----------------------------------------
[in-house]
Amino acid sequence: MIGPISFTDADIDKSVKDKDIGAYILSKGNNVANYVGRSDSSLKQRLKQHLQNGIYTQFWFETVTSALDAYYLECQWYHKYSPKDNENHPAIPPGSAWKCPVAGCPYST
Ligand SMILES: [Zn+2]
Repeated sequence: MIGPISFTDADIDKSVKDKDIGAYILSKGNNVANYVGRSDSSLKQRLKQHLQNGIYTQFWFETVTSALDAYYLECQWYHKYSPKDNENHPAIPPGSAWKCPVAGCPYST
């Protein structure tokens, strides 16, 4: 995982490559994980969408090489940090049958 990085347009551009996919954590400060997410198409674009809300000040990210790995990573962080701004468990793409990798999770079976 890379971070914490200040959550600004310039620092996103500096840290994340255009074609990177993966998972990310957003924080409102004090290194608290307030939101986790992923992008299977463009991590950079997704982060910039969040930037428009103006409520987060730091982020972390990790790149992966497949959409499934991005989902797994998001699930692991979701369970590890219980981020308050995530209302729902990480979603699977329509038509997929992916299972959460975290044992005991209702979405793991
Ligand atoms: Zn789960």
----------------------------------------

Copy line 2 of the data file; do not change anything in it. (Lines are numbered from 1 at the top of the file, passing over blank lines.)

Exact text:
Amino acid sequence: MIGPISFTDADIDKSVKDKDIGAYILSKGNNVANYVGRSDSSLKQRLKQHLQNGIYTQFWFETVTSALDAYYLECQWYHKYSPKDNENHPAIPPGSAWKCPVAGCPYST